Analysing petrol prices

August 12, 2022

The highly volatile rupee-dollar exchange rate makes petrol prices’ analysis or comparisons quite difficult.

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The government recently reduced petrol prices by Rs3.05, bringing the new petrol price to Rs227.19 per litre, and increased diesel prices by Rs8.95 – the new price is Rs244.95 per litre. Petroleum development levy (PLD) has been increased from Rs10 to Rs20 per litre on petrol, and from Rs5 to Rs 10 per litre on diesel. No GST has been charged on the two products so far.

The highly volatile rupee-dollar exchange rate makes petrol prices’ analysis or comparisons quite difficult. The current pricing is based on the weighted average of the exchange rate of the last fortnight at Rs225.9 while earlier prices were based on a low exchange rate of Rs210.

Petroleum prices in the international market have noticed a steady decline. The 15-day average prices for petrol have come down from $121 per barrel to $103 – recording a 15 per cent reduction – and for diesel, these prices have reduced from $149 per bbl to $132 – a 11.4 per cent drop.

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Under the IMF agreement, the government has to increase petroleum levy gradually to Rs50 per litre. Another Rs10 increased may have to be introduced in this respect. If oil prices do not go down and the exchange rate does not stabilize at the reasonable level of Rs210, another increase will be inevitable.

The government still has some space available in the form of custom duties which it levies at around Rs23-25 per litre. There is some confusion around custom duties and their purpose. Is it to generate revenues or to support local refineries? There used to be ‘deemed duties’ which have perhaps been eliminated. There might be some justification for such duties earlier, but now in the times of heavy refinery margins and earnings, there is no need for such support.

Petroleum pricing in Pakistan is done on the basis of landing prices of Pakistan State Oil (PSO), which tenders its procurements regularly. Recently, high premiums were charged by suppliers, which may partly be influenced by low PSO risk-rating. One does not understand why there is custom duty on gasoline imports from China, which has been benefiting from low-priced supplies from Russia and Iran. Some joint ventures (JVs) with Chinese oil companies may enable us to get lower prices and premiums. There are some procurement and logistics inefficiencies as well which should be removed if the government wants to reduce petroleum prices. However, the issue is any improvement in PSO efficiency hurts local refineries.

The South Asian region recently saw a bombshell of petrol prices. Bangladesh increased petrol prices by 45 per cent and diesel/kerosene prices by 41.7 per cent. Petrol prices in Bangladesh are now $1.366 per litre as opposed to $0.961 per litre in Pakistan; diesel prices are $1.198 per litre as opposed to $0.98 per litre in Pakistan. This is despite a significant reduction in Brent prices. However, a heavy exchange rate reduction has influenced affordability in Pakistan.

Petroleum prices in Bangladesh, after the recent hike, are almost comparable with that in India. Earlier, petrol prices in the country were almost the same as in Pakistan. Bangladesh is also facing severe economic difficulties, despite a relatively mild current account deficit issue, and is keeping oil prices low in order to be competitive in exports with regional countries. It has also approached the IMF, but it is in a much-better situation than us.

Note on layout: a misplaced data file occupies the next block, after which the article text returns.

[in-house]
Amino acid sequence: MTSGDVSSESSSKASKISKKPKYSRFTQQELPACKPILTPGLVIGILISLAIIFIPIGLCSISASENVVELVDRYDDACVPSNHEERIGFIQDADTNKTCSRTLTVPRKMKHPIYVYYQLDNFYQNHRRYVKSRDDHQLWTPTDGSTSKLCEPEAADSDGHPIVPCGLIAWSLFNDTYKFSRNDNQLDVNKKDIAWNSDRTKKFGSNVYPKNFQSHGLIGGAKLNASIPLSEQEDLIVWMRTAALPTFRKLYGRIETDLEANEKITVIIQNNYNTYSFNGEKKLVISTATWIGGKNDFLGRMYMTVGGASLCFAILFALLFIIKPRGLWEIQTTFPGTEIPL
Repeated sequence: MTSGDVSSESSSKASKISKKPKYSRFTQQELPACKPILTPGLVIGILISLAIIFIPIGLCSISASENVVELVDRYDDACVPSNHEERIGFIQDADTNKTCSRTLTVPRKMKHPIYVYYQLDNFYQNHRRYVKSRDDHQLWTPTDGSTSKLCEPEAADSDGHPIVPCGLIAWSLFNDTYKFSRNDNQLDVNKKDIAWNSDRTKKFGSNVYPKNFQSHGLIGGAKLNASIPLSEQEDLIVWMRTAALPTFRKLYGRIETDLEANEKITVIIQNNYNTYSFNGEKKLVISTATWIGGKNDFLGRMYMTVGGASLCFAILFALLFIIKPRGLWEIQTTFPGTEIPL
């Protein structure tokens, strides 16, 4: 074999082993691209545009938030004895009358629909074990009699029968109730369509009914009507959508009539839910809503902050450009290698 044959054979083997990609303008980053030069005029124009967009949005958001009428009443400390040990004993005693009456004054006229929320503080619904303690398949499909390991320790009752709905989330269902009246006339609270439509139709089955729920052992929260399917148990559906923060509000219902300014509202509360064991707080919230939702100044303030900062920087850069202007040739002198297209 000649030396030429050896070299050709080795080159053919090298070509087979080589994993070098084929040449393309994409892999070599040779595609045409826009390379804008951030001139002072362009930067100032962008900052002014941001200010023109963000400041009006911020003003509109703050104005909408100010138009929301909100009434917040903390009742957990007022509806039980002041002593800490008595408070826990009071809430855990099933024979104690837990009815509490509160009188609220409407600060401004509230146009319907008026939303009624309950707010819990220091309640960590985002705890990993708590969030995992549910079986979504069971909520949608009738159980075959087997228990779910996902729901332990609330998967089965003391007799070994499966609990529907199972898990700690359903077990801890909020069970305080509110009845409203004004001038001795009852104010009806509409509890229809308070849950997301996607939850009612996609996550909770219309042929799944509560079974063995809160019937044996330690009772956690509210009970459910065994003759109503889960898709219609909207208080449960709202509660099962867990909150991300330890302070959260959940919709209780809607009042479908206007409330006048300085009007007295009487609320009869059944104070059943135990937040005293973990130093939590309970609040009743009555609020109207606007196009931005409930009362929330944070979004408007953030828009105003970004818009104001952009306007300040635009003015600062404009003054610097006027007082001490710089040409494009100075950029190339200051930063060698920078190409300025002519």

In India, petrol prices are 37.5 per cent higher than in Pakistan and Bangladesh. These prices are deregulated, and there is mildly heavy taxation, which is still much lower than in Europe. Also, India imposes both federal excise tax and state VAT on petroleum products. In Pakistan, the Inland Freight Equalization Margin (IFEM) is charged to average transport cost and keep the prices uniform throughout the country, except for some minor differences.

In India, there is wide variation among states due to VAT and transportation costs. In New Delhi, prices are the lowest these days. Petrol in Bombay is available at INR111.3 per litre. In Delhi, the price is INR96 per litre; diesel prices also vary accordingly.

On average, taxation in India is 40-42 per cent of the selling price as opposed to 12-13 per cent in Pakistan. This is partly due to no GST. If IMF requirements are met and GST is charged, the taxation level in Pakistan will be almost the same as that in India.

If taxes and selling expenses are removed, gasoline base prices in Pakistan will be 23.9 per cent higher than in India – diesel prices will be 11 per cent higher. This is a back-of-the-envelope estimate. India has a large oil refining industry. It exports petroleum products despite meeting huge domestic demand. It only imports crude oil.

Pakistan has a small refinery sector, which caters to 40 per cent of the local requirement, and the rest is imported. Since Pakistan draws upon equally or more competitive and efficient world oil refineries than that of India, its base prices should not be higher.

High international oil prices and the falling rupee have affected Pakistan’s economy, causing heavy inflation since almost everything is dependent on oil. It is hoped that international oil prices will see a significant drop soon (Brent prices have already come down to $95 per barrel. If the dollar-rupee exchange rate is brought to a reasonable level, our difficulties may be controlled. Hopefully, with the IMF agreement, this will be achieved.

The writer is a former member of the Energy Planning Commission. He can be reached at: akhtarali1949gmail.com



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